“We do talk about the fact that if we were to have this project as a corporation, like many other corporations, it probably would have taken us a month if not a year to get 9,000 employees home perfectly, and everybody did it within a week to 10 days,” Lisenbey said. “So that’s the interesting part — when your back’s pushed against the wall how quickly you can respond to a situation and get everybody working from home and almost flawlessly.”
Getting care to injured workers has been a challenge throughout the pandemic. It’s another example of how the pandemic forced quick changes to the workers’ compensation system.
“All non-essential care nearly came to screeching halt. So we transitioned to telehealth,” Lisenbey said. “We’ve seen a 2,000 to 2,500 percent increase in telehealth, especially telerehab. That’s helped at least keep things fairly stable.”
Maintaining Strong Connections
An important piece in keeping things on track during the pandemic has been ensuring constant and consistent communication — with employees and, especially injured workers. The lack of person-to-person contact has made this imperative.
“We did definitely utilize our nurses to stay in touch and in-tuned to injured workers to keep them engaged,” Lisenbey said. “That whole advocacy, being their advocate, keeping them engaged in the whole process.”
Failure to keep injured workers engaged can lead to depression and anxiety, and can impact recovery. “Social isolation is a big reason for disease advancement,” said Kimberly George, senior vice president of Corporate Development, M&A and Healthcare at Sedgwick, and co-host of the session, along with Mark Walls, Vice President Communications & Strategic Analysis with Safety National. “It’s a significant change in work that does impact mental health and wellbeing, compounded with caregiving needs [among many workers] and fear.”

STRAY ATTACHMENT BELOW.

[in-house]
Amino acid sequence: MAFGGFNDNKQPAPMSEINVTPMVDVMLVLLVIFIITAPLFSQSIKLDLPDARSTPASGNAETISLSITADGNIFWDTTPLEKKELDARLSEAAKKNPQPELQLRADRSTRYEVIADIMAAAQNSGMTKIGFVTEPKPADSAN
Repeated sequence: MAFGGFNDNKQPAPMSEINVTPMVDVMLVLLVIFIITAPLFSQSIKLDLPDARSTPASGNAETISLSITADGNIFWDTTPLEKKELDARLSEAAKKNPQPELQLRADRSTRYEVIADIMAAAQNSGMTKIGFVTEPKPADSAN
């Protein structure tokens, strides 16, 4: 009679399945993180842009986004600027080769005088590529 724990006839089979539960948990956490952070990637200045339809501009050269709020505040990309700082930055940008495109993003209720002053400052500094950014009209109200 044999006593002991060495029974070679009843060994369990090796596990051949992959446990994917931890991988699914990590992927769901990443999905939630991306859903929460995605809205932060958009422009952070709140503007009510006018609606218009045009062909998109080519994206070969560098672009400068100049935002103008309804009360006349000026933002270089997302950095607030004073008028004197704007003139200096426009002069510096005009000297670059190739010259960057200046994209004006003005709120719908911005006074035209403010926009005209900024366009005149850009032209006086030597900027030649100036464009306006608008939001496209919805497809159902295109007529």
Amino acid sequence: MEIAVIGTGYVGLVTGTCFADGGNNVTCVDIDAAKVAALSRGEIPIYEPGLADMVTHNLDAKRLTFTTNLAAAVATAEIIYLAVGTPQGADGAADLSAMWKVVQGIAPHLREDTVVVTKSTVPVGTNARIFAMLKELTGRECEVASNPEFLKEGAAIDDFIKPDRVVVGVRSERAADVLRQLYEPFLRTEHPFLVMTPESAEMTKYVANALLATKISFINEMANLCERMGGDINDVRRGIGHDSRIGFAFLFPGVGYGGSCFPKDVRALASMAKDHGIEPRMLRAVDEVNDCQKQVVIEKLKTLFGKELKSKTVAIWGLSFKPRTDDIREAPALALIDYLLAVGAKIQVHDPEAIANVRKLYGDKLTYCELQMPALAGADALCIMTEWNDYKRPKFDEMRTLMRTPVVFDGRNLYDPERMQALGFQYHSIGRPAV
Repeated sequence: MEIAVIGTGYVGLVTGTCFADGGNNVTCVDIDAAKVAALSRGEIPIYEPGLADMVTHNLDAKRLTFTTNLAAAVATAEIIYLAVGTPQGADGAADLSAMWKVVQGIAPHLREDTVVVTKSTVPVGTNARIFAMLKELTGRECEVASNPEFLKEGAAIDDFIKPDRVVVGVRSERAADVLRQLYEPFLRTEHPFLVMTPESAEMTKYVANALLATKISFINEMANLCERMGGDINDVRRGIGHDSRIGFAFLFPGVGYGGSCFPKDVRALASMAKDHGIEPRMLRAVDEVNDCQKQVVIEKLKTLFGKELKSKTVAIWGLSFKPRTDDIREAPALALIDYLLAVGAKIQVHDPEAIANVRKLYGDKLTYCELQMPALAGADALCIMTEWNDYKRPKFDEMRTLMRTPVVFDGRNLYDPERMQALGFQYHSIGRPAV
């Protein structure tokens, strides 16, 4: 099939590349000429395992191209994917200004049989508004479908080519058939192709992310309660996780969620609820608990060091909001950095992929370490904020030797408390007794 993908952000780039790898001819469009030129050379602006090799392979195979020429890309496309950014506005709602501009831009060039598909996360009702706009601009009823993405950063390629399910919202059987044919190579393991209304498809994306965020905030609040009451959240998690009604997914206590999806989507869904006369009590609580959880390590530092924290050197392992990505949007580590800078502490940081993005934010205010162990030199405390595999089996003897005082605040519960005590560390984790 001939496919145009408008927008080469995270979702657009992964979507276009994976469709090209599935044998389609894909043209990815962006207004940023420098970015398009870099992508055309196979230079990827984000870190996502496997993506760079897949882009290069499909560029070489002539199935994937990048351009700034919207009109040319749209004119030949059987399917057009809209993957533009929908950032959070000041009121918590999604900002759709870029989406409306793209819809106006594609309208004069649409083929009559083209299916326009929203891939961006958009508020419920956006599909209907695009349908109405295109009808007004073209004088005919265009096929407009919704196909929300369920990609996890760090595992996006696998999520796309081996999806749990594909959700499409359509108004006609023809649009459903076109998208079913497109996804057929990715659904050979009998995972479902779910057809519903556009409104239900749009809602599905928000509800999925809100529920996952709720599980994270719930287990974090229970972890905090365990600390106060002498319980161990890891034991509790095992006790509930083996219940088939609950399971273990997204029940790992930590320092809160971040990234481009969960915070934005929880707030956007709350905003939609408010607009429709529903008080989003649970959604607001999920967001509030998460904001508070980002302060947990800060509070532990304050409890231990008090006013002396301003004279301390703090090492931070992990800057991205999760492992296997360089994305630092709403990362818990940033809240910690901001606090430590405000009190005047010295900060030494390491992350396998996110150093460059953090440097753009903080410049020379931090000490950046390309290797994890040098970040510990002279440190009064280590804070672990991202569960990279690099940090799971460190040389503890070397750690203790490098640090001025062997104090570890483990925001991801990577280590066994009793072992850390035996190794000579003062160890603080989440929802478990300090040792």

That applies to employees as well as injured workers. Employers can effectively address the issue by asking, ‘how are you?’ and ‘do you feel you can come back to the office?’ George said.
Some organizations are offering various apps to help employees with such things as meditation and sleep. They are also addressing the caregiving needs of workers, whether for children at home, elderly parents or others.
“Many companies are also thinking about how they engage employees, whether in peer groups [for those with young children or elderly parents]” George said. They are “allowing employees to create the groups that are the most meaningful, and in an informal way.”
Future of WC
The pandemic has led to changes in the workers’ compensation system that have been perhaps needed, or at least discussed for some time. Now may be the perfect time to act on ideas that have been festering for years, the speakers said.
“What if we were able to create a new model or significantly transform our existing model,” George suggested. “We’ve had the need to evolve process, engagement and our technology for a really long period of time.”
One change, for example, could be allowing injured workers to self-report their injuries. “Certainly from an efficiency perspective that’s helped during COVID,” George said. “It’s allowed us to triage and get people to the right individual and the right level of care.”
Another idea is a 24/7 model of adjudication and customer support. “Our workforce is 24/7. We have people working not only all shifts but they’re working longer shifts.” George said. “Maybe they need to interact with claims teams at night.”